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Re: Earthing


Dambo

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I'm in the process of learning to become an electrician and I was hoping that someone may be able to answer this question:

If leaky or faulty current flows down the earth wire, why doesn't normal current flow down the earth wire?:o

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Think what the earth does and remember than electricity takes the path of least resistance and see if you can tell us!

Welcome :D

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Well I believe there's least resistance in the earth wire so fault current would flow down it. But why doesn't it always flow down it then if it's got the least resistance?

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Because the earth doesn't make up part of the circuit - under normal circumstances it has no electrical connection.

Now take a stainless steel toaster as an example, it's dropped or the workings corrode and the phase is able to come into contact with the metal case - rendering it live. The earth is connected to the case and takes away the fault current. The resistance from phase to earth is less than phase through your body so you don't get a shock and it's taken away.

Also the RCD would trip but that's another story!

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Now that makes sense! :D If you have a plastic light switch though and the earth is connected to that in a connection of its own how will the fault current flow down it?

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It won't. It's double insulated (class II). It's just a handy place to 'park' the earth wire should you want it later (ie change switch for chrome).

:D

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Ah, I see. So if there's a fault in the circuit will the fault current / leakage current then trip the RCD or fuse? (Sorry to bombard you with questions!) :D

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Ah, I see. So if there's a fault in the circuit will the fault current / leakage current then trip the RCD or fuse? (Sorry to bombard you with questions!) :D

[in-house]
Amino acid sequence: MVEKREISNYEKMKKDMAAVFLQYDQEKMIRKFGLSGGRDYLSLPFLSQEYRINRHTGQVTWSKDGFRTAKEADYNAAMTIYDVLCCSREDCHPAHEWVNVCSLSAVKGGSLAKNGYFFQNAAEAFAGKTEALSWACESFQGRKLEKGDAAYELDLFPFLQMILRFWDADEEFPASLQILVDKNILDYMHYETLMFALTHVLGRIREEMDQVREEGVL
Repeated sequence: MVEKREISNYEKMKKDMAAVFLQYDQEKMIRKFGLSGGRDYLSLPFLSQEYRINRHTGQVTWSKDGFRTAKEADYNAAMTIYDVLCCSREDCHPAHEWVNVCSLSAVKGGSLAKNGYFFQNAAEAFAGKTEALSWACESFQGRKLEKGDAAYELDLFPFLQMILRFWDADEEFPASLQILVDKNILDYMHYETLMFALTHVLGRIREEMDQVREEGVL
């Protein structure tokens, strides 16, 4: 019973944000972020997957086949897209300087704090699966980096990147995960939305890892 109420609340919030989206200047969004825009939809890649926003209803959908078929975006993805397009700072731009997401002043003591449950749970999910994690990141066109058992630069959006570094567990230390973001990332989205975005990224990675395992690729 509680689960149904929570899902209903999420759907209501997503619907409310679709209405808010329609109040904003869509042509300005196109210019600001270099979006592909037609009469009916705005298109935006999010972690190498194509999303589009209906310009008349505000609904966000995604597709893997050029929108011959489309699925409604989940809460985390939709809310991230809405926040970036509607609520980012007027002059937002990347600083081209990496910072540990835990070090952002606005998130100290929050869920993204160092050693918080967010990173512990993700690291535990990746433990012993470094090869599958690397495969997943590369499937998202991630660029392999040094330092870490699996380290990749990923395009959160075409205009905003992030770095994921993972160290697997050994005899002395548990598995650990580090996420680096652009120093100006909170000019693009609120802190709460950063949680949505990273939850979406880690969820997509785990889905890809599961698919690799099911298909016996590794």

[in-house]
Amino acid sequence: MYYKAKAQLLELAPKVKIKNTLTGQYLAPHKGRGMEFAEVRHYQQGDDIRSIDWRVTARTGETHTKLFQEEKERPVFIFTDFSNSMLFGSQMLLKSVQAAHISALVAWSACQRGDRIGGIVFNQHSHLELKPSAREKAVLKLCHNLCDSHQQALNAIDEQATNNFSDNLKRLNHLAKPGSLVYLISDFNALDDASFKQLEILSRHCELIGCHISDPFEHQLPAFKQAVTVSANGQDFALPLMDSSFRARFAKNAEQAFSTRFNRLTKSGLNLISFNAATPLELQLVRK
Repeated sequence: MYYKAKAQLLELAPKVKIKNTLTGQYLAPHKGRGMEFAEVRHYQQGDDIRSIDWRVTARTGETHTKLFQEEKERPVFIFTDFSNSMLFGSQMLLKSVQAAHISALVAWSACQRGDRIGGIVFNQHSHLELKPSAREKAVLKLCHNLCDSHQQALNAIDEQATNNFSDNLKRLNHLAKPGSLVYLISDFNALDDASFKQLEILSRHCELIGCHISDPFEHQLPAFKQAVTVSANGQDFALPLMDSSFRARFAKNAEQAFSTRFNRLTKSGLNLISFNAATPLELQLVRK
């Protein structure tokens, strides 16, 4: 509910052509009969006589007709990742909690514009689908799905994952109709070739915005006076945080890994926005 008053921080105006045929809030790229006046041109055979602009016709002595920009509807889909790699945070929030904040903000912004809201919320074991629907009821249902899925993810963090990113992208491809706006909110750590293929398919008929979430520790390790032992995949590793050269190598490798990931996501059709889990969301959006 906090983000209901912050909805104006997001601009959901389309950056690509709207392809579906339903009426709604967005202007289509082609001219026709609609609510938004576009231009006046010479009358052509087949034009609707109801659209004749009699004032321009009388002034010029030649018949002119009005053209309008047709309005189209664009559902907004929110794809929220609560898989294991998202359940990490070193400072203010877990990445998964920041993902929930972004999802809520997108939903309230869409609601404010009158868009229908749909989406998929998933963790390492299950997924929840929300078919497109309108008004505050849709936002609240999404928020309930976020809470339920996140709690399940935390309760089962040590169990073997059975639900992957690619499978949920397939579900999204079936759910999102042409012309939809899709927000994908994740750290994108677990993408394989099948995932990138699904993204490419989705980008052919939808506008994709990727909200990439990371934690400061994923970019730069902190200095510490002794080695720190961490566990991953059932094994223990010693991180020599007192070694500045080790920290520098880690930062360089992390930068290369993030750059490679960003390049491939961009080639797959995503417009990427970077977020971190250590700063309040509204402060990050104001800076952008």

Any difference between the phase and neutral and the RCD will trip. Also if any current present on the earth.

A fuse (or MCB) is a very different beastie and designed to protect the circuit from overload. You could wire your house phase to earth and things would work and the fuses wouldn't melt/trip.

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Now that makes sense! :D If you have a plastic light switch though and the earth is connected to that in a connection of its own how will the fault current flow down it?

Although the earth cable is not required at the switch, unless it is mettalic, the earth still needs to run with the live or line cables to offer an effective means of earthing, to any part of the cable along its installed length.

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The basics of how a RCD works is like this, current flows through both the line and neutral winding forming electro-magnets.

Because the two coils are wound in opposite directions they make opposite magnetic fields. As the same current is flowing in each coil they both create the same amount of magnetism, so they cancel each other out, thus there is, in effect, no magnet.

When a fault occurs most of the electricity flows back to where it came from via the earth wire instead of the neutral. This causes an imbalance in the magnetic fields.

Now the Line coil is stronger than the neutral, so it is not cancelled and can thus pull the contact apart; breaking the circuit and protecting you from the fault that would otherwise attempt to kill you.

So basically the earth is an escape route for any fault and any current running down it will cause an imbalance and disconnect from the supply.

The amount of current required to "trip" a RCD is down to the sensitivity of the RCD.

A 5mA rcd will trip with lower current faults than a 30mA rcd.

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